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Japanese Studies and Intellectual Exchange

Promoting Intellectual Exchange

Expanding Intellectual Dialogue and International Outreach

Through intellectual dialogue and international exchanges to discuss issues of mutual concern and international importance, the Japan Foundation is boosting Japan's international outreach and intellectual contribution and fostering mutual understanding.

We host international conferences and symposiums and send and invite experts and researchers. We also provide grants for conferences and other exchange programs in and outside Japan.

Intellectuals invited to Japan

To deepen understanding of Japan among public intellectuals and leaders active in various countries, groups of public intellectuals and cultural figures are invited to Japan to hold exchanges with talented Japanese people. The invited individuals and groups get to observe and experience Japanese culture and society and meet and exchange opinions with people from various fields.

For about ten years, we have been inviting young leaders such as NGOs and journalists from the Middle East and North Africa. In June 2014, four people from the United Arab Emirates and four from Qatar were invited to Japan for nine days. Together with four young Japanese entrepreneurs, they visited companies, universities, and areas affected by the Great East Japan Earthquake. They discussed the importance of creating a locus whereby individuals could articulate a sense of belonging.

From China, influential individuals and groups of young and mid-career researchers and intellectuals from various fields such as education, law, criticism, and psychology have been invited to Japan. Social media has been growing in China and many of those invitees wrote about their observations in Japan on micro-blogs, etc. One person even attracted a million views.

Photo of Invited groups from the Middle East and North Africa have in-depth discussions
Invited groups from the Middle East and North Africa have in-depth discussions

Historian invited from India

Together with The International House of Japan, we invited the prominent historian Ramachandra Guha from India for a lecture meeting in Japan. He talked about the political philosophy of Rabindranath Tagore, the first Asian to win a Nobel Prize. His extensive knowledge of the subject and broadminded speaking style enamored the audience. He later went to receive the Fukuoka Prize (fiscal 2015) which is awarded to individuals and organizations that contribute to the preservation and creation of Asian culture.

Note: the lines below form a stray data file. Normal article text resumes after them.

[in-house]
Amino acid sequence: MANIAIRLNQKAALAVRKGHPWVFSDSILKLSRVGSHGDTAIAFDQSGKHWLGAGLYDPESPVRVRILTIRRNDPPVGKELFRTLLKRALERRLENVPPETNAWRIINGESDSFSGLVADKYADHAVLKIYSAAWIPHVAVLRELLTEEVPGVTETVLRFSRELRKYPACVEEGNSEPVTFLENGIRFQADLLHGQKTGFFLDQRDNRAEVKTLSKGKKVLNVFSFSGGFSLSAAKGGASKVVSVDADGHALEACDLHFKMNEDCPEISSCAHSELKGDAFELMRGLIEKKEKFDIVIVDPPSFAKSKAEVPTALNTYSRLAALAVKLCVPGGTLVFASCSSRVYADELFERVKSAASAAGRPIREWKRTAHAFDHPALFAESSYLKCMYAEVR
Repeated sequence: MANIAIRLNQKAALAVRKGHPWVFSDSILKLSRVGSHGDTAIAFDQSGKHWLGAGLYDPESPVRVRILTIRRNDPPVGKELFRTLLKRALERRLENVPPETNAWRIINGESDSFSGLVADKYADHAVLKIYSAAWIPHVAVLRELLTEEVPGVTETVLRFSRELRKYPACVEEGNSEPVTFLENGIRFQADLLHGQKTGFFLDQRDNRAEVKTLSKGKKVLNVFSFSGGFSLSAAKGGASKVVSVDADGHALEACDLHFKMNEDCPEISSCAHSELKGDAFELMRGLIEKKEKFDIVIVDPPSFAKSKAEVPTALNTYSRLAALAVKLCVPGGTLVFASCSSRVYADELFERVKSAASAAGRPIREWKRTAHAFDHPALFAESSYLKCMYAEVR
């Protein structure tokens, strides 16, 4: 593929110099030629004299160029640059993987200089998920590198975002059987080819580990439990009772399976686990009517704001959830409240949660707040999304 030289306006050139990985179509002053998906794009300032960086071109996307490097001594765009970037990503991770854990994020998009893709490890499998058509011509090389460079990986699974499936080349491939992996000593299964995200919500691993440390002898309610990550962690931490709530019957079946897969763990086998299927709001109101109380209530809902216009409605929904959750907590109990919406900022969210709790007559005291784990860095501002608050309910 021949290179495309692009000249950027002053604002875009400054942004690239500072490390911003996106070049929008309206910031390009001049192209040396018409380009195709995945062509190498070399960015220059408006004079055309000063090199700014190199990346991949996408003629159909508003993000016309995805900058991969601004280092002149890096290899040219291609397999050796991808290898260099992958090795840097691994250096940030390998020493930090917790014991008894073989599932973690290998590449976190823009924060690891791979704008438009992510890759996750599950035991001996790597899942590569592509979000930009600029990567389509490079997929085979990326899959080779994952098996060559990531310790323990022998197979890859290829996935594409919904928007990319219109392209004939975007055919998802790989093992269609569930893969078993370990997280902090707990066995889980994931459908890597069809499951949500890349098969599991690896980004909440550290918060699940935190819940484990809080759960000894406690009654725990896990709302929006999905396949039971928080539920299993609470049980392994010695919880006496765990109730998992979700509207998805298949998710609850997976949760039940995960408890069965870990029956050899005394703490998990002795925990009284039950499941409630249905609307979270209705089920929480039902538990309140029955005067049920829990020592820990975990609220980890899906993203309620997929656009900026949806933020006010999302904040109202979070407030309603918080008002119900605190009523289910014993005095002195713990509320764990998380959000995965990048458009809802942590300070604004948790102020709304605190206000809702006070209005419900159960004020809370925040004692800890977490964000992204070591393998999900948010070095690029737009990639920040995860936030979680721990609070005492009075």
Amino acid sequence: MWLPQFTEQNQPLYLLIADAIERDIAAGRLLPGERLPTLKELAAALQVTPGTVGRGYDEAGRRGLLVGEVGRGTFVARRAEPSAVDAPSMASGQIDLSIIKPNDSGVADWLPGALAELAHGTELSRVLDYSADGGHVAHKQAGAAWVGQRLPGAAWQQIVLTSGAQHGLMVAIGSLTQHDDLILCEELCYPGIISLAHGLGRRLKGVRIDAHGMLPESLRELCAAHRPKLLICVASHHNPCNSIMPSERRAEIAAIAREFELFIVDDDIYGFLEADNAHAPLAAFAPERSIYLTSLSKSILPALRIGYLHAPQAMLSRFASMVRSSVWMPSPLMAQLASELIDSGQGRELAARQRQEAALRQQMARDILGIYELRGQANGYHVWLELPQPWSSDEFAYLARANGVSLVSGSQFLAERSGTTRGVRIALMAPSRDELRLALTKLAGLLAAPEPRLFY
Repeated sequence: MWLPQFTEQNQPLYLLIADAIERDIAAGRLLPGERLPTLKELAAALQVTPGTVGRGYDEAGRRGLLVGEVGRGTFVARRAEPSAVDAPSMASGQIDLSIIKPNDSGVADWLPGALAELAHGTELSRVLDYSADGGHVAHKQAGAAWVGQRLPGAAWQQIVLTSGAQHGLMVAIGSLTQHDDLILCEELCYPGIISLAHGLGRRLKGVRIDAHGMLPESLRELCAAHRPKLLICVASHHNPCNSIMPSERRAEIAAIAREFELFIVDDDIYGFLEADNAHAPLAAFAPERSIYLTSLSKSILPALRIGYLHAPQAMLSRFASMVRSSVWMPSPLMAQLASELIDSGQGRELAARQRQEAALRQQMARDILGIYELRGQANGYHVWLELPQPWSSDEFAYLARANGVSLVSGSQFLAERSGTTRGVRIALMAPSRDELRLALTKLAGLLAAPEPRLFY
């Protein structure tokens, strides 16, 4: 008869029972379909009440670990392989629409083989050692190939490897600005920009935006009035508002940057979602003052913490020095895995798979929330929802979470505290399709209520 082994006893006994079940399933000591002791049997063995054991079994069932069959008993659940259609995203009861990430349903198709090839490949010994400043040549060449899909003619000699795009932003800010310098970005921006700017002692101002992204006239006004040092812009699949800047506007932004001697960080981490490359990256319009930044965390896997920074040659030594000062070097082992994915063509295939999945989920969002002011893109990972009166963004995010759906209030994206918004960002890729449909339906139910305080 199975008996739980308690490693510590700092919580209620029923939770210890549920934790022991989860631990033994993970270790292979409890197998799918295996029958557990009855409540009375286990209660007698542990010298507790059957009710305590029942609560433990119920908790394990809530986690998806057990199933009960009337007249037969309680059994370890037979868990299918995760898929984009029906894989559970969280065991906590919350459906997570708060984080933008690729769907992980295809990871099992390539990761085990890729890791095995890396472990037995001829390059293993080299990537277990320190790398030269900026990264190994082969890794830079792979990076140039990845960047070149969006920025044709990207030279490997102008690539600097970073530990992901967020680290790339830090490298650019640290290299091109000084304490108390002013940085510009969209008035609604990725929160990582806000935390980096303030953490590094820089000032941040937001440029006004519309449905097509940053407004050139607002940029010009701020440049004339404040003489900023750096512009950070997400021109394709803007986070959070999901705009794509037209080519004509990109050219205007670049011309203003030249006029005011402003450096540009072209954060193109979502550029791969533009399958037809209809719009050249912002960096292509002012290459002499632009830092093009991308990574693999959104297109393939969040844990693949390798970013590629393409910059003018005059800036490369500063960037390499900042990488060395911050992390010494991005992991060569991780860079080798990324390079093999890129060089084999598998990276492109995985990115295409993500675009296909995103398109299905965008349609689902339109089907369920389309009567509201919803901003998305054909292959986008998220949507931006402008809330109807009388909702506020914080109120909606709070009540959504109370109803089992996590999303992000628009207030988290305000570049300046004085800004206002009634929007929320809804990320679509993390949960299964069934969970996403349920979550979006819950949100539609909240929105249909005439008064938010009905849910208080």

Photo of Ramachandra Guha speaking at The International House of Japan
Ramachandra Guha speaking at The International House of Japan

Human Resources Development

We support various exchange programs to foster professionals and youths to lead international dialogue between Japan and other countries as well as regional and youth exchanges.

We also offer fellowships to scholars and journalists in the Middle East and Africa where they have limited connections with Japan. The fellowships enable them to conduct researches in Japan.

KIZUNA Project

For three years from 2012 to 2014, the Japan Foundation gave financial assistance to the KIZUNA Project run by the NPO Peace Field Japan since 2004. The NPO provides opportunities for dialogue and interaction among youths in war-torn areas of Israel and Palestine.

The KIZUNA Project brings Israeli, Palestinian, and Japanese youths together to live in Japan's satoyama (rural woodlands near a populated area). The project aims to foster bonding between the youths from war-torn areas and for them befriend Japanese youths of the same age.

During the three years when the Japan Foundation gave financial assistance to the project, a total of 36 youths participated. In 2014, despite the fierce fighting on the Gaza Strip, the Israeli and Palestinian participants in Japan were reported to have maintained a relationship of mutual respect. The KIZUNA Project is a good example of how fruitful an ongoing project can be.

Photo of KIZUNA Project participants happy to see the buckwheat seeds they sowed sprouting / Photo: Peace Field Japan
KIZUNA Project participants happy to see the buckwheat seeds they sowed sprouting